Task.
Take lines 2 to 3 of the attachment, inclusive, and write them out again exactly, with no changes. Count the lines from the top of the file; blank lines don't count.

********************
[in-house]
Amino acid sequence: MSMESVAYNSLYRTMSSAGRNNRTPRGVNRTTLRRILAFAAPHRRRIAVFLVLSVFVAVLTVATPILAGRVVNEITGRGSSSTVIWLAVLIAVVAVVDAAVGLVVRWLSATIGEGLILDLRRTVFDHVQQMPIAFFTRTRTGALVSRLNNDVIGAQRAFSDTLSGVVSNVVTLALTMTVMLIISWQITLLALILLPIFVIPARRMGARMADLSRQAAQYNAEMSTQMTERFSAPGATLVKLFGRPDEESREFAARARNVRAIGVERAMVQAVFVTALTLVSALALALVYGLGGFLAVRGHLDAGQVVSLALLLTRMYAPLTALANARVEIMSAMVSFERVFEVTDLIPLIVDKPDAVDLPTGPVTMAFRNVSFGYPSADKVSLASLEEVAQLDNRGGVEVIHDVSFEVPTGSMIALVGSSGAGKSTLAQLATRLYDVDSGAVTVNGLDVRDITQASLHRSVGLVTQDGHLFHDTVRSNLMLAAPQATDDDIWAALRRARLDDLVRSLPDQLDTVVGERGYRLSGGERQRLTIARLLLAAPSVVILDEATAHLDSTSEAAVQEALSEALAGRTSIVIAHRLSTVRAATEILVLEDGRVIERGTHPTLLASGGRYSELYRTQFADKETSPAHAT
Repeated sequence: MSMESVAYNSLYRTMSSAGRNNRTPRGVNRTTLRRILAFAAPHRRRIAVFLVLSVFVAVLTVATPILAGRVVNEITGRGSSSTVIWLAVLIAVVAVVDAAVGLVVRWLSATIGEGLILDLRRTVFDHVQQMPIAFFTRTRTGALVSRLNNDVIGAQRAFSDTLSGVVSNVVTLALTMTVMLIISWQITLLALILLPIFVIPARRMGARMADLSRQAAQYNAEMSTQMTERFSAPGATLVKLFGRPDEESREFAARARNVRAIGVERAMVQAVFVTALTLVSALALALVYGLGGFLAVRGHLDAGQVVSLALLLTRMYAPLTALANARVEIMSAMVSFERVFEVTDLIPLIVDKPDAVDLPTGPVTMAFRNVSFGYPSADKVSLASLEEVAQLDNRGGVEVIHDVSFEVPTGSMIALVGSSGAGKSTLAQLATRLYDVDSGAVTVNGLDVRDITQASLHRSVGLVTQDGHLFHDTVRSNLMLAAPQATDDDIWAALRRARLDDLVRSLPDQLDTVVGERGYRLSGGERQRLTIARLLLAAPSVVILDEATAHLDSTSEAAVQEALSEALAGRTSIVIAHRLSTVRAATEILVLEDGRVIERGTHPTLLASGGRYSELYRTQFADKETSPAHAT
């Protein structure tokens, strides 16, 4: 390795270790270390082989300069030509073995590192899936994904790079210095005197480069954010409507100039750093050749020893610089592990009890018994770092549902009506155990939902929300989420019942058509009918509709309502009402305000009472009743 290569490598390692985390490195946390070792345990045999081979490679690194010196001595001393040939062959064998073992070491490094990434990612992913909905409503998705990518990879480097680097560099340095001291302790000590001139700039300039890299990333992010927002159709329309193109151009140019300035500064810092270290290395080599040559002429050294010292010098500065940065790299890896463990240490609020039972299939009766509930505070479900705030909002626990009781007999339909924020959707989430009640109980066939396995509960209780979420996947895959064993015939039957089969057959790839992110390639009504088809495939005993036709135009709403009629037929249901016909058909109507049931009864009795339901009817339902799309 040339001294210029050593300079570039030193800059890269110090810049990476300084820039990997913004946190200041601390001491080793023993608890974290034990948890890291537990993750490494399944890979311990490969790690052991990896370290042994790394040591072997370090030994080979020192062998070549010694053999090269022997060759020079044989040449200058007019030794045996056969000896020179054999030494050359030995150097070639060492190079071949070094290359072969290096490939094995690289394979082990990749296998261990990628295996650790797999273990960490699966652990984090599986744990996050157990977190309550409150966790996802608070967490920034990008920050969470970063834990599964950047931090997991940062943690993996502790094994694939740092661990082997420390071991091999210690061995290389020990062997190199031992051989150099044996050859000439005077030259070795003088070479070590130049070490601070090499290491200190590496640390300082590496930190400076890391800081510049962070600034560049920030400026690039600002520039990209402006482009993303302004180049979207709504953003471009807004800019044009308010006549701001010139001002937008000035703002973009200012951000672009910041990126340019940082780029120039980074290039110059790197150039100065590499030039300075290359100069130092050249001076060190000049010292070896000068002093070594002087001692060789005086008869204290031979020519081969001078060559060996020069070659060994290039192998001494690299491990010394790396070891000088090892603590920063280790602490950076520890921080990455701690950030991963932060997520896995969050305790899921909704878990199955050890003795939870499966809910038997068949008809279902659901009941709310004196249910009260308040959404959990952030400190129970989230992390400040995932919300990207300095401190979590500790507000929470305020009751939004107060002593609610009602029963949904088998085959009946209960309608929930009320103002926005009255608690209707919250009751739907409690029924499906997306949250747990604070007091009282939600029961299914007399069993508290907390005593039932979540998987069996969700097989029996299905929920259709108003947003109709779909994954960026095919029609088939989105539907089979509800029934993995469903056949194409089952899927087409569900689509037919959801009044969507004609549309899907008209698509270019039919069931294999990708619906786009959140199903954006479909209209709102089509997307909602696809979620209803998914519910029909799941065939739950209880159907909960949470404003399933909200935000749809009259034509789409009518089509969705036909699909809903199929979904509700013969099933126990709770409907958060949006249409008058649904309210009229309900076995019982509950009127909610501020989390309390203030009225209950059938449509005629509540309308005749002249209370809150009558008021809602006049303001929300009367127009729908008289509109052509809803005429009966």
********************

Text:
Amino acid sequence: MSMESVAYNSLYRTMSSAGRNNRTPRGVNRTTLRRILAFAAPHRRRIAVFLVLSVFVAVLTVATPILAGRVVNEITGRGSSSTVIWLAVLIAVVAVVDAAVGLVVRWLSATIGEGLILDLRRTVFDHVQQMPIAFFTRTRTGALVSRLNNDVIGAQRAFSDTLSGVVSNVVTLALTMTVMLIISWQITLLALILLPIFVIPARRMGARMADLSRQAAQYNAEMSTQMTERFSAPGATLVKLFGRPDEESREFAARARNVRAIGVERAMVQAVFVTALTLVSALALALVYGLGGFLAVRGHLDAGQVVSLALLLTRMYAPLTALANARVEIMSAMVSFERVFEVTDLIPLIVDKPDAVDLPTGPVTMAFRNVSFGYPSADKVSLASLEEVAQLDNRGGVEVIHDVSFEVPTGSMIALVGSSGAGKSTLAQLATRLYDVDSGAVTVNGLDVRDITQASLHRSVGLVTQDGHLFHDTVRSNLMLAAPQATDDDIWAALRRARLDDLVRSLPDQLDTVVGERGYRLSGGERQRLTIARLLLAAPSVVILDEATAHLDSTSEAAVQEALSEALAGRTSIVIAHRLSTVRAATEILVLEDGRVIERGTHPTLLASGGRYSELYRTQFADKETSPAHAT
Repeated sequence: MSMESVAYNSLYRTMSSAGRNNRTPRGVNRTTLRRILAFAAPHRRRIAVFLVLSVFVAVLTVATPILAGRVVNEITGRGSSSTVIWLAVLIAVVAVVDAAVGLVVRWLSATIGEGLILDLRRTVFDHVQQMPIAFFTRTRTGALVSRLNNDVIGAQRAFSDTLSGVVSNVVTLALTMTVMLIISWQITLLALILLPIFVIPARRMGARMADLSRQAAQYNAEMSTQMTERFSAPGATLVKLFGRPDEESREFAARARNVRAIGVERAMVQAVFVTALTLVSALALALVYGLGGFLAVRGHLDAGQVVSLALLLTRMYAPLTALANARVEIMSAMVSFERVFEVTDLIPLIVDKPDAVDLPTGPVTMAFRNVSFGYPSADKVSLASLEEVAQLDNRGGVEVIHDVSFEVPTGSMIALVGSSGAGKSTLAQLATRLYDVDSGAVTVNGLDVRDITQASLHRSVGLVTQDGHLFHDTVRSNLMLAAPQATDDDIWAALRRARLDDLVRSLPDQLDTVVGERGYRLSGGERQRLTIARLLLAAPSVVILDEATAHLDSTSEAAVQEALSEALAGRTSIVIAHRLSTVRAATEILVLEDGRVIERGTHPTLLASGGRYSELYRTQFADKETSPAHAT